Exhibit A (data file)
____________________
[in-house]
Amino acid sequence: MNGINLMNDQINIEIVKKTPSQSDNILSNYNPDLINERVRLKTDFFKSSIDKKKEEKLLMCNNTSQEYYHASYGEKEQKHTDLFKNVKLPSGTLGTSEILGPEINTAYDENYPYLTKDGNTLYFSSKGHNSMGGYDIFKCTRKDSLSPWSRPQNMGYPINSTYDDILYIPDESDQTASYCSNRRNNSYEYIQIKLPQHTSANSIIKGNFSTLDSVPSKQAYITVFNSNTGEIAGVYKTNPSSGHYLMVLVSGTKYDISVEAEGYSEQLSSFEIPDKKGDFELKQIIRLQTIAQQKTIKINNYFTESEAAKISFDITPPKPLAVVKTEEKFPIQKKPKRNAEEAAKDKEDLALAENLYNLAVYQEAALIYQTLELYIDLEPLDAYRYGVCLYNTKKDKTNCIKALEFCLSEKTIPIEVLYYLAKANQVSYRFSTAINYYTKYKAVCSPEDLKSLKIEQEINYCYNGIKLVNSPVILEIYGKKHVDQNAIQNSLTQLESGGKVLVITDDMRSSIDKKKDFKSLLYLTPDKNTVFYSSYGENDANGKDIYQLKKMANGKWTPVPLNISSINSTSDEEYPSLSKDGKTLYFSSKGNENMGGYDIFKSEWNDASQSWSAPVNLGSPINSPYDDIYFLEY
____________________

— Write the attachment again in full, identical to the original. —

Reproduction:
[in-house]
Amino acid sequence: MNGINLMNDQINIEIVKKTPSQSDNILSNYNPDLINERVRLKTDFFKSSIDKKKEEKLLMCNNTSQEYYHASYGEKEQKHTDLFKNVKLPSGTLGTSEILGPEINTAYDENYPYLTKDGNTLYFSSKGHNSMGGYDIFKCTRKDSLSPWSRPQNMGYPINSTYDDILYIPDESDQTASYCSNRRNNSYEYIQIKLPQHTSANSIIKGNFSTLDSVPSKQAYITVFNSNTGEIAGVYKTNPSSGHYLMVLVSGTKYDISVEAEGYSEQLSSFEIPDKKGDFELKQIIRLQTIAQQKTIKINNYFTESEAAKISFDITPPKPLAVVKTEEKFPIQKKPKRNAEEAAKDKEDLALAENLYNLAVYQEAALIYQTLELYIDLEPLDAYRYGVCLYNTKKDKTNCIKALEFCLSEKTIPIEVLYYLAKANQVSYRFSTAINYYTKYKAVCSPEDLKSLKIEQEINYCYNGIKLVNSPVILEIYGKKHVDQNAIQNSLTQLESGGKVLVITDDMRSSIDKKKDFKSLLYLTPDKNTVFYSSYGENDANGKDIYQLKKMANGKWTPVPLNISSINSTSDEEYPSLSKDGKTLYFSSKGNENMGGYDIFKSEWNDASQSWSAPVNLGSPINSPYDDIYFLEY